The authorities in the Democratic Republic of the Congo (DRC) have arrested the commander of national army soldiers who allegedly went on a rape and looting spree on New Year’s Day in the eastern part of the country, the United Nations peacekeeping mission said today.
The UN Organization Stabilization Mission in the DRC (MONUSCO) had called for the commander, Lieutenant-Colonel Kibibi Mutware, and the deputy commander to be removed after the non-governmental organization Médecins Sans Frontières reported that armed men raped over 30 women on 1 January in the town of Fizi in South Kivu province.
Lt-Col. Mutware has also been identified by victims interviewed by MONUSCO as having participated in the attacks. The Congolese authorities are currently transporting him and other army personnel in custody in connection with the incident to Uvira for trial.
MONUSCO Force Commander Lieutenant-General Chander Prakash has gone to Fizi to liaise with the army command and monitor the situation. At the request of the Governor of South Kivu, the mission is providing logistical support and security in connection with preparations for the trials.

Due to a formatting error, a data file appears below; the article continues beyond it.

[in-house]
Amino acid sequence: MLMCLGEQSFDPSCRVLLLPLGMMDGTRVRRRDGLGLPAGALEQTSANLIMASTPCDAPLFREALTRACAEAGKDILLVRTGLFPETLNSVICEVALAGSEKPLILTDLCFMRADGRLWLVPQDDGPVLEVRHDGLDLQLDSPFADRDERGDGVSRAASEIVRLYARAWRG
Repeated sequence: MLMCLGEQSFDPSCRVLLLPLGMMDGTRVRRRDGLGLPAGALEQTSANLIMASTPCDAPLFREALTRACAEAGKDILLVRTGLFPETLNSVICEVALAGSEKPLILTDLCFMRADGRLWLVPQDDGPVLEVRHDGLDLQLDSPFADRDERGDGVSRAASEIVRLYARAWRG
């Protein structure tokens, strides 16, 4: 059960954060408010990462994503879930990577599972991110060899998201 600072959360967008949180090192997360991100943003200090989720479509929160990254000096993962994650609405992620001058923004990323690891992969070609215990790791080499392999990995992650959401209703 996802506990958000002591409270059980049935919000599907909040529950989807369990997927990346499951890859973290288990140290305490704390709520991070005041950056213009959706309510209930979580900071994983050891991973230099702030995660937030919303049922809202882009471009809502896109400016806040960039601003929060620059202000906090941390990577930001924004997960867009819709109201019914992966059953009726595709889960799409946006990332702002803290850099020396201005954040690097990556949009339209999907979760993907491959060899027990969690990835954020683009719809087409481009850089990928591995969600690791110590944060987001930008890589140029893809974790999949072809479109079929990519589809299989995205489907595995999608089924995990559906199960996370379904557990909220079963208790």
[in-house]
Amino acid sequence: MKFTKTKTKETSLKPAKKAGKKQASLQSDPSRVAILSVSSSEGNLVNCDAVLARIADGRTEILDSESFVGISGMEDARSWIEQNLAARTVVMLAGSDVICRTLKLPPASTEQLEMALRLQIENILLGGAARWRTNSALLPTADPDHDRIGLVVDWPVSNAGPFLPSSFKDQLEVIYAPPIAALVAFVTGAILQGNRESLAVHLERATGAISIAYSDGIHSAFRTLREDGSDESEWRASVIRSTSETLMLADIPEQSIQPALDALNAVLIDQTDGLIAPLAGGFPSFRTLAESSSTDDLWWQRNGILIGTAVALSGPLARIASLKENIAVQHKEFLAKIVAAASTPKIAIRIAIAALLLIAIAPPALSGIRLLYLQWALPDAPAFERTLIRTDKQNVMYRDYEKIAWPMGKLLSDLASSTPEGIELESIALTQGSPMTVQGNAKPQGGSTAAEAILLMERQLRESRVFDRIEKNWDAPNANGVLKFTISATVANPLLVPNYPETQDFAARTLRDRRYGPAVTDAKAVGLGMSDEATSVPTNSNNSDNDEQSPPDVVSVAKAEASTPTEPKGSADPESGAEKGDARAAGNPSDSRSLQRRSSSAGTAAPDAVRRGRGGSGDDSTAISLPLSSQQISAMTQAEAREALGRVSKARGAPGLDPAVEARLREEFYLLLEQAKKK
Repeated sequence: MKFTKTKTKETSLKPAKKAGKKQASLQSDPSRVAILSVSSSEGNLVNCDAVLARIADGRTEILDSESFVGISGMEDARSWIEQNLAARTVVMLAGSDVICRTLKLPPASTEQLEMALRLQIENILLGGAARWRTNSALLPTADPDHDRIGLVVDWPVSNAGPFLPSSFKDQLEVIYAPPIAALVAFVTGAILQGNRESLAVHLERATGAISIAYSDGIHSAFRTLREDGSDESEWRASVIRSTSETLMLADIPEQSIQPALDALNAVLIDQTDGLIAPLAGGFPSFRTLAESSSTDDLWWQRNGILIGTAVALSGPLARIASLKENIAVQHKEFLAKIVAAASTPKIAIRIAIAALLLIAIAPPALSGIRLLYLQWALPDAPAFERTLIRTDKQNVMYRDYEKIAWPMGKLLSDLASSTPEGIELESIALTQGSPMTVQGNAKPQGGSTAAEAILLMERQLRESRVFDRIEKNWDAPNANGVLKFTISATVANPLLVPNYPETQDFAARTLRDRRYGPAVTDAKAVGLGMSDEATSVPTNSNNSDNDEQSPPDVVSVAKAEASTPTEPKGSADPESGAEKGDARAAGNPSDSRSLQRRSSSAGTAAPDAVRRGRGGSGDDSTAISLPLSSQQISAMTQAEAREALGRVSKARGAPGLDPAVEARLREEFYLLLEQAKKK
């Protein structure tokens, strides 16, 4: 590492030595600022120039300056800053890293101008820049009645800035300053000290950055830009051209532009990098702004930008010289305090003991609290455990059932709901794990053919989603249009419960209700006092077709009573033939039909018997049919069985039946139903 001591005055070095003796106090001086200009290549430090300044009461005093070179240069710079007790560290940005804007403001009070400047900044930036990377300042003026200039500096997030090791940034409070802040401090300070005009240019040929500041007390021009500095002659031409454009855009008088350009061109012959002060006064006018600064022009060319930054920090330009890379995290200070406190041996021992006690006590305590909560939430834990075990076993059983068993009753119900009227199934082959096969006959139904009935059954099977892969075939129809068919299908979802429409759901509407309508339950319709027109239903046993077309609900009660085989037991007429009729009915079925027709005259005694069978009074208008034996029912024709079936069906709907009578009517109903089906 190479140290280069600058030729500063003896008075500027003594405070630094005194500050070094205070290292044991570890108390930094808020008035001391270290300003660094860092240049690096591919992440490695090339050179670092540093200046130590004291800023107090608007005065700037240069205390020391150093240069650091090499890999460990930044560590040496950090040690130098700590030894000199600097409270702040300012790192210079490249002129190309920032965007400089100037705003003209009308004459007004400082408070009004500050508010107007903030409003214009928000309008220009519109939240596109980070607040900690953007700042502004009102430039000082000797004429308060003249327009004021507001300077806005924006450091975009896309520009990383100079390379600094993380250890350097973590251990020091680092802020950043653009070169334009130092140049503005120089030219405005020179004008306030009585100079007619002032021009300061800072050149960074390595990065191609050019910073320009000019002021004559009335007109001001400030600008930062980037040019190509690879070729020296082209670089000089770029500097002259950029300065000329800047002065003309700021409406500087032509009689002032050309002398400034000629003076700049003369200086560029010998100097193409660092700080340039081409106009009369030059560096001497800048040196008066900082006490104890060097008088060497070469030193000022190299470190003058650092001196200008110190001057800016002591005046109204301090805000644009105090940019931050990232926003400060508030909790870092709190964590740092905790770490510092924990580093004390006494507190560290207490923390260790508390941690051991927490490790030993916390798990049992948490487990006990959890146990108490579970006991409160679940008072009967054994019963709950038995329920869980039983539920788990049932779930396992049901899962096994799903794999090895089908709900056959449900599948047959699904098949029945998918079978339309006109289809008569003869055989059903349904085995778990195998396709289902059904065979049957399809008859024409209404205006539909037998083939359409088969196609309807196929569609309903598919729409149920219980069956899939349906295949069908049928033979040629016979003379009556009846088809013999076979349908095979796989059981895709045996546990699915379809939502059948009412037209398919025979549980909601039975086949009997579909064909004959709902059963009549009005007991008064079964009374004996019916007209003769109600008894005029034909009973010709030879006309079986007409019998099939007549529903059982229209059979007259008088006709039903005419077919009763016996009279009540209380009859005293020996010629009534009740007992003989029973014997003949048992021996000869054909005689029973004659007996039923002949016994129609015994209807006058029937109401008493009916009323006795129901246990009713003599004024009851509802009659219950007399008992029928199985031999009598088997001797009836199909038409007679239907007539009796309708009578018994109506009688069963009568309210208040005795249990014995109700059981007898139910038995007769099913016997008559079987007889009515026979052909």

Rape has long been used as a weapon of war by all sides in the DRC, which has been riven by strife for decades. Last October, Secretary-General Ban Ki-moon’s Special Representative on Sexual Violence in Conflict, Margot Wallström, told the Security Council that hundreds of women who were raped by rebels in eastern DRC in the summer faced the possibility of the same abuse from government troops.
A UN human rights team confirmed that more than 300 civilians, including some boys and men, were raped between 30 July and 2 August in the Walikale region, in eastern DRC, by members of armed groups including the Maï Maï Cheka and the Rwandan rebel group known as the Democratic Forces for the Liberation of Rwanda.
“Rapes will continue so long as consequences are negligible,” Ms. Wallström told the Council, calling for perpetrators to be excluded from any amnesty provisions or post-conflict advancement and warning of the long-term consequences of abuses on a nation’s ethos.
Since 1999 and under various names, the UN peacekeeping mission in the DRC, with over 19,000 uniformed personnel on the ground, has overseen the vast country’s emergence from years of civil war and factional chaos, culminating most notably in 2006 with the first democratic elections in over four decades. However, fighting has continued in the east where the bulk of UN forces are deployed.